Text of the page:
Major announcement from the Graduate Management Admission Council (GMAC) today! In late 2023, a completely revamped GMAT, called GMAT Focus Edition, will be released to replace the current GMAT exam. The current GMAT exam will be retired in early 2024. We updated this article on March 15 to incorporate detailed information that we learned over the past week about the new exam.
Content and Section Changes
The current GMAT has four test sections: a 62 minute Quantitative section, a 65 minute Verbal section, a 30 minute Integrated Reasoning section, and a 30 minute Analytical Writing essay.
The new GMAT Focus Edition will have three sections, each of which will be 45 minutes long: Quantitative, Verbal, and Data Insights.
- Quantitative will contain 21 multiple choice Problem Solving questions only.
- Verbal will contain 23 Critical Reasoning and Reading Comprehension questions. Sentence Correction will be eliminated with the GMAT Focus Edition.
- Data Insights will contain 20 questions – the four current Integrated Reasoning question types plus Data Sufficiency, which is moving from Quant to the Data Insights section.
- There will not be an essay in the GMAT Focus Edition.
The GMAT Focused Edition will have “reduced content.” In addition to the elimination of Sentence Correction and the AWA essay, Geometry questions will be eliminated from Quant, as is the case with the current Executive Assessment exam that the GMAC also administers.
GMAT Focus Edition Scoring
In the current GMAT, the Quant and Verbal sections receive scores from 6 to 51 in one point increments. Only these two sections contribute to the overall GMAT score, which ranges from 200 to 800 in 10-point increments. The Integrated Reasoning section generates a separate score from 1 to 8.
In the GMAT Focus Edition, each of the three sections receive scores from 60 to 90 in one point increments. Each section, including Data Insights, contributes to the overall GMAT score. The overall GMAT score ranges from 205 to 805 in 10-point increments. Why the extra 5 points? We presume to allow schools to easily identify whether a certain score is from the current GMAT or the GMAT Focus Edition.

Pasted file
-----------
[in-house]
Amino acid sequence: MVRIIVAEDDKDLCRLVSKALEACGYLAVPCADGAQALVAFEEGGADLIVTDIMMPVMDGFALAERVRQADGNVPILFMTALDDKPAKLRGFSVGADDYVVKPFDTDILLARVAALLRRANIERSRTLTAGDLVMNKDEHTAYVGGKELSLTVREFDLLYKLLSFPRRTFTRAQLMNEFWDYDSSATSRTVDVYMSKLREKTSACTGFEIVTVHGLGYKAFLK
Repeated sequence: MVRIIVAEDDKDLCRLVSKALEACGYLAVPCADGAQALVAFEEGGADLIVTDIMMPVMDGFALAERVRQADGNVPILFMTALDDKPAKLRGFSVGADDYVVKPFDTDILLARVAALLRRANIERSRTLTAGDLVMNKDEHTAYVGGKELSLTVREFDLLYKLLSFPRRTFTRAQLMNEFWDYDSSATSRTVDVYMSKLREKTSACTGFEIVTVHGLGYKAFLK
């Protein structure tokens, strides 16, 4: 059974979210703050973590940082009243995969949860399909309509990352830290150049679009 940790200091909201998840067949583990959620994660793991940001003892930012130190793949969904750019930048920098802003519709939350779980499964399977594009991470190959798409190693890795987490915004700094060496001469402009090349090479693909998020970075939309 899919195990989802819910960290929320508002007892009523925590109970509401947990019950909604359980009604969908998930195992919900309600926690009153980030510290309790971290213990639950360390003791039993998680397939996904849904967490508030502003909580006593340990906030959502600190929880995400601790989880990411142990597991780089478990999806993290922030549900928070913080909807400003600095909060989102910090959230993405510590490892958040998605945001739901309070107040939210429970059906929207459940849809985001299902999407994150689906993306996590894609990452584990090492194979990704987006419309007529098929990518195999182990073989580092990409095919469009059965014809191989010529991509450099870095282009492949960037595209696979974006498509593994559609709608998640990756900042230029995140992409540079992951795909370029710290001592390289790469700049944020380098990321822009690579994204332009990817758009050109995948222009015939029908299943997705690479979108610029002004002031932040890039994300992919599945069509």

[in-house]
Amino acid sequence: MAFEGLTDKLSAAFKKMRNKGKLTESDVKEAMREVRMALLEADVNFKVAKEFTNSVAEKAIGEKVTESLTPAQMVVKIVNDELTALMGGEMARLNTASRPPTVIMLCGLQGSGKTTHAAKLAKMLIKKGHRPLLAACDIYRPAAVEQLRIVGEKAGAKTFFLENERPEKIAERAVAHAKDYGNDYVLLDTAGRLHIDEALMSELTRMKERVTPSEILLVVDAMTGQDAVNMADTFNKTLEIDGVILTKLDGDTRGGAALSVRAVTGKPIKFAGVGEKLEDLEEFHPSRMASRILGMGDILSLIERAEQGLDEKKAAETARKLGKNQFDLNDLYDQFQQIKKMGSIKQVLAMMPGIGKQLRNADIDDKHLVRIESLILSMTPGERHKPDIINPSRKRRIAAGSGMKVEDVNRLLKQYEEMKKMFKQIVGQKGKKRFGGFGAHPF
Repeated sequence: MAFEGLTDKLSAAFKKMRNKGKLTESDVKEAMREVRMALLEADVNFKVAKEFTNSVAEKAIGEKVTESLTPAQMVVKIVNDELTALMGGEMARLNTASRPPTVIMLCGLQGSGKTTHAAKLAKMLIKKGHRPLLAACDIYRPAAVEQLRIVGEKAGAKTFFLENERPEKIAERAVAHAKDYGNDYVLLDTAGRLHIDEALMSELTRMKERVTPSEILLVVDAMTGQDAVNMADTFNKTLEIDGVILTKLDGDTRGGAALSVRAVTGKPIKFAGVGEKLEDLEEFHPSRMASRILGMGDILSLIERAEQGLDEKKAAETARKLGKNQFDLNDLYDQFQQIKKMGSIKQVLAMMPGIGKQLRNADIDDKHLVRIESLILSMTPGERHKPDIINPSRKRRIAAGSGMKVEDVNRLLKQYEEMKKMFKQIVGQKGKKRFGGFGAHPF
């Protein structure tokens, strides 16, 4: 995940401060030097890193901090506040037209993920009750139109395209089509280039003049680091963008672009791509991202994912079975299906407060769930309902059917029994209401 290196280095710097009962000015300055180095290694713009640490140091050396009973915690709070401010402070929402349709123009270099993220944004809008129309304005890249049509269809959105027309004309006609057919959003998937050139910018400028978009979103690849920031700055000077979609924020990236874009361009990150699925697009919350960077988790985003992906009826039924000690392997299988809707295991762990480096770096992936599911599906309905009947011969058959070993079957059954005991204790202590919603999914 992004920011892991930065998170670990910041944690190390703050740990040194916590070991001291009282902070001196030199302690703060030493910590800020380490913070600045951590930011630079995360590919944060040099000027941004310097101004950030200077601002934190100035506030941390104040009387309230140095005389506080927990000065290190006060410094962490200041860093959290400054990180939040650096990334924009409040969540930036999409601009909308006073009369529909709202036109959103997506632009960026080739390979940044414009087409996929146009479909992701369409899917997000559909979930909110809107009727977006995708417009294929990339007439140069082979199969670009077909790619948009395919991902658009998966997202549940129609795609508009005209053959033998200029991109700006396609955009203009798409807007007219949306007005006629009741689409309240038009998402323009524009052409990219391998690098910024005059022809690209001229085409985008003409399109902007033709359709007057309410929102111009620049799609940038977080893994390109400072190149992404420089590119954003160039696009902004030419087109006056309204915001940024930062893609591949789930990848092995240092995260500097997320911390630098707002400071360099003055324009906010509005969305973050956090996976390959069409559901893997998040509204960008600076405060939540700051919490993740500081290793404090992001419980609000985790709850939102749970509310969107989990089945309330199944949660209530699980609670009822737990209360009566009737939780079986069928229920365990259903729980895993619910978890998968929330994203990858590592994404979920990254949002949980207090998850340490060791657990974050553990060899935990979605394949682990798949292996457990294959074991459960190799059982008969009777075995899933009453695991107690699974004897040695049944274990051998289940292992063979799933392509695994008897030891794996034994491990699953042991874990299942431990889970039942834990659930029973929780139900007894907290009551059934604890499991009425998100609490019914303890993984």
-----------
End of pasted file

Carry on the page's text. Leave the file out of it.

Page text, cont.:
GMAT Focus Edition Test Taker Policies
Current test takers choose from three test section orders: Quant/Verbal/IR/AWA, Verbal/Quant/IR/AWA, and AWA/IR/Quant/Verbal. With the new GMAT Focus Edition, test takers will be able to choose any order for the test sections. This creates six possible options: Quant/Verbal/Data, Quant/Data/Verbal, Verbal/Quant/Data, Verbal/Data/Quant, Data/Quant/Verbal, and Data/Verbal Quant.
With the current GMAT, test takers must answer questions in the order received and cannot return to prior questions. With the GMAT Focus Edition, you will be able to bookmark and review as many questions as you want. You can review questions that you didn’t bookmark. Furthermore, you can change up to three answers per section. Any question review or answer changes must be done within the 45-minute section time limits. The GMAT Focus Edition will continue to be a question adaptive exam, like the current GMAT. But the scoring algorithm will presumably contain some modifications to reflect that users can change up to three answers.
GMAT Focus Edition Score Reports
Scoring reporting will also change to match up with how the Online GMAT currently works. With current test-center exams, one must select up to five graduate programs before knowing the exam results in order to take advantage of free score sending. Furthermore, all test center exam results that are not cancelled appear on the score report.
With the GMAT Focus Edition, you can choose to send five score reports after you receive your scores. In addition, each score report will contain the results only for that specific exam. Schools will not see lower scores unless you choose to send them. This change eliminates the need to cancel GMAT scores that you are not happy with.
Finally, the GMAT Focus Edition will have an improved Official Score Report with “detailed performance insights”. We don’t yet know what this entails, but surmise that test takers will automatically get something equivalent to the Enhanced Score Report that is currently available at an additional cost only for test-center exams.
Why is the GMAT Getting Revamped?
GMAT testing volume declined from 242,714 worldwide exams administered in 2018 to 124,112 in 2022, a nearly 50% decline. GRE testing volume has declined by an even slightly higher percentage. These significant drops are largely driven by test-optional policies and test waivers that MBA and other graduate programs put into place when the pandemic closed test centers in March 2020. Furthermore, over the past several years, MBA candidates who submit scores have increasingly taken the GRE instead of the GMAT.
We don’t know the GMAC’s motivation for introducing the new GMAT Focus Edition. But we think that the GMAC hopes to prevent continued declines in testing volume. By introducing a shorter exam that is more test-taker friendly, the GMAT presumably strives to convince more MBA aspirants to take the GMAT instead of the GRE. The GMAC is positioning the GMAT Focus Edition as one that “hones in on the higher-order critical reasoning and data literacy skills that are more relevant and applicable in the business environment of tomorrow.” We believe that, with this positioning, the GMAC hopes to convince business schools with test optional policies to reintroduce testing requirements.
GMAT Genius will share further information about the GMAT Focus Edition as more information about this new GMAT becomes available.